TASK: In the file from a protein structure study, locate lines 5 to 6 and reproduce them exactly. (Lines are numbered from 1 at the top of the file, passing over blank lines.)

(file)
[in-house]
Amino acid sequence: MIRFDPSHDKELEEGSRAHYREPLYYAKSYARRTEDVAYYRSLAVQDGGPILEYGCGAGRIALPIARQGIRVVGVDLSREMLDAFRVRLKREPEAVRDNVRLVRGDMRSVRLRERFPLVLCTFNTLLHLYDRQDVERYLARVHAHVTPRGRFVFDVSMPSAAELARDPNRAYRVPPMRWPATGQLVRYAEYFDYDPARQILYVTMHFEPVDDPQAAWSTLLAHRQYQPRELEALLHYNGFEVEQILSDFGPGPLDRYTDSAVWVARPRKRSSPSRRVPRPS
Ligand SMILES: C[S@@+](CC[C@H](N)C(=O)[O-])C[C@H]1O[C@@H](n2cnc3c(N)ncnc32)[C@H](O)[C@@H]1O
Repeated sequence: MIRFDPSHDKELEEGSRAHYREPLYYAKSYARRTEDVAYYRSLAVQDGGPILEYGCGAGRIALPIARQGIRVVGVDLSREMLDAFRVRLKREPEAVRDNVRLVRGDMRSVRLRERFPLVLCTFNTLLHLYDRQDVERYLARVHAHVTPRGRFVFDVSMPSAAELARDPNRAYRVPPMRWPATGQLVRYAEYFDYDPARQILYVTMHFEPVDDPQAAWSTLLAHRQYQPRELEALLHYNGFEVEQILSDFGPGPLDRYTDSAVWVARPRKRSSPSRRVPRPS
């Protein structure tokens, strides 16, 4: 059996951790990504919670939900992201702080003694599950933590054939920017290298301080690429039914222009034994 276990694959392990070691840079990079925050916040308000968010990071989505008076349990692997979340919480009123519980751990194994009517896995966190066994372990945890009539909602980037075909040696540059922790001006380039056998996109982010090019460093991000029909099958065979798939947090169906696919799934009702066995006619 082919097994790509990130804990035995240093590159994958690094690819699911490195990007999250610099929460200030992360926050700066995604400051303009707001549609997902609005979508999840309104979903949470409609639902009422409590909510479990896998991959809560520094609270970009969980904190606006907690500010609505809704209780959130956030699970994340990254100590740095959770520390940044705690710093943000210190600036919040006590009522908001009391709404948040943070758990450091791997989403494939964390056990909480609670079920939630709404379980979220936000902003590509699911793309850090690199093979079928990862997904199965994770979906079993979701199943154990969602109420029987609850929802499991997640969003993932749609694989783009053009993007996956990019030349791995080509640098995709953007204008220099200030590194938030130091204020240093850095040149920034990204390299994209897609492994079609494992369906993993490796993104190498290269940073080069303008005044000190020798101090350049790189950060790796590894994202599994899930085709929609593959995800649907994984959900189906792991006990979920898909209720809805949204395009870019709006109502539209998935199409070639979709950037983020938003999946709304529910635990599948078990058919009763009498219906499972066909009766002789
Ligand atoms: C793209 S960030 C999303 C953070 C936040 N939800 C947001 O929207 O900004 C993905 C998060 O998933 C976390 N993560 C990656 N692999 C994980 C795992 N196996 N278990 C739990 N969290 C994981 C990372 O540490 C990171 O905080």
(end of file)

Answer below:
């Protein structure tokens, strides 16, 4: 059996951790990504919670939900992201702080003694599950933590054939920017290298301080690429039914222009034994 276990694959392990070691840079990079925050916040308000968010990071989505008076349990692997979340919480009123519980751990194994009517896995966190066994372990945890009539909602980037075909040696540059922790001006380039056998996109982010090019460093991000029909099958065979798939947090169906696919799934009702066995006619 082919097994790509990130804990035995240093590159994958690094690819699911490195990007999250610099929460200030992360926050700066995604400051303009707001549609997902609005979508999840309104979903949470409609639902009422409590909510479990896998991959809560520094609270970009969980904190606006907690500010609505809704209780959130956030699970994340990254100590740095959770520390940044705690710093943000210190600036919040006590009522908001009391709404948040943070758990450091791997989403494939964390056990909480609670079920939630709404379980979220936000902003590509699911793309850090690199093979079928990862997904199965994770979906079993979701199943154990969602109420029987609850929802499991997640969003993932749609694989783009053009993007996956990019030349791995080509640098995709953007204008220099200030590194938030130091204020240093850095040149920034990204390299994209897609492994079609494992369906993993490796993104190498290269940073080069303008005044000190020798101090350049790189950060790796590894994202599994899930085709929609593959995800649907994984959900189906792991006990979920898909209720809805949204395009870019709006109502539209998935199409070639979709950037983020938003999946709304529910635990599948078990058919009763009498219906499972066909009766002789
Ligand atoms: C793209 S960030 C999303 C953070 C936040 N939800 C947001 O929207 O900004 C993905 C998060 O998933 C976390 N993560 C990656 N692999 C994980 C795992 N196996 N278990 C739990 N969290 C994981 C990372 O540490 C990171 O905080």